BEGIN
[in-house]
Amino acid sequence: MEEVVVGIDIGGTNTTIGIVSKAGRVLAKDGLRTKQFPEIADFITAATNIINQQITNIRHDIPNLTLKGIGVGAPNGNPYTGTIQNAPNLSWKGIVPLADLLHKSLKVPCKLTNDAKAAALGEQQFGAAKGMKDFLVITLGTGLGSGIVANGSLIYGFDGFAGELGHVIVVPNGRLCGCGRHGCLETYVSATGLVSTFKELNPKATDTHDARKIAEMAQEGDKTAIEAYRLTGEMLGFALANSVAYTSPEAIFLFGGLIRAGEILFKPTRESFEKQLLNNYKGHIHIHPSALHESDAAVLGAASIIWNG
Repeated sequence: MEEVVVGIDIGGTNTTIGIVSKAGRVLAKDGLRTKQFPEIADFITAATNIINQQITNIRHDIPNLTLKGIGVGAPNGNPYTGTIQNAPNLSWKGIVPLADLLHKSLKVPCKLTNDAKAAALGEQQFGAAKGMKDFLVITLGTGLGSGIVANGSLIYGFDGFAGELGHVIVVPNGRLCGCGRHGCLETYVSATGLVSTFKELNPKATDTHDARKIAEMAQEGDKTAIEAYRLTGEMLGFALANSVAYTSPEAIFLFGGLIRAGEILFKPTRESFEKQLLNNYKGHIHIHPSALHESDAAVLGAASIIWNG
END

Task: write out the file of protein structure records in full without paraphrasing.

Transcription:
[in-house]
Amino acid sequence: MEEVVVGIDIGGTNTTIGIVSKAGRVLAKDGLRTKQFPEIADFITAATNIINQQITNIRHDIPNLTLKGIGVGAPNGNPYTGTIQNAPNLSWKGIVPLADLLHKSLKVPCKLTNDAKAAALGEQQFGAAKGMKDFLVITLGTGLGSGIVANGSLIYGFDGFAGELGHVIVVPNGRLCGCGRHGCLETYVSATGLVSTFKELNPKATDTHDARKIAEMAQEGDKTAIEAYRLTGEMLGFALANSVAYTSPEAIFLFGGLIRAGEILFKPTRESFEKQLLNNYKGHIHIHPSALHESDAAVLGAASIIWNG
Repeated sequence: MEEVVVGIDIGGTNTTIGIVSKAGRVLAKDGLRTKQFPEIADFITAATNIINQQITNIRHDIPNLTLKGIGVGAPNGNPYTGTIQNAPNLSWKGIVPLADLLHKSLKVPCKLTNDAKAAALGEQQFGAAKGMKDFLVITLGTGLGSGIVANGSLIYGFDGFAGELGHVIVVPNGRLCGCGRHGCLETYVSATGLVSTFKELNPKATDTHDARKIAEMAQEGDKTAIEAYRLTGEMLGFALANSVAYTSPEAIFLFGGLIRAGEILFKPTRESFEKQLLNNYKGHIHIHPSALHESDAAVLGAASIIWNG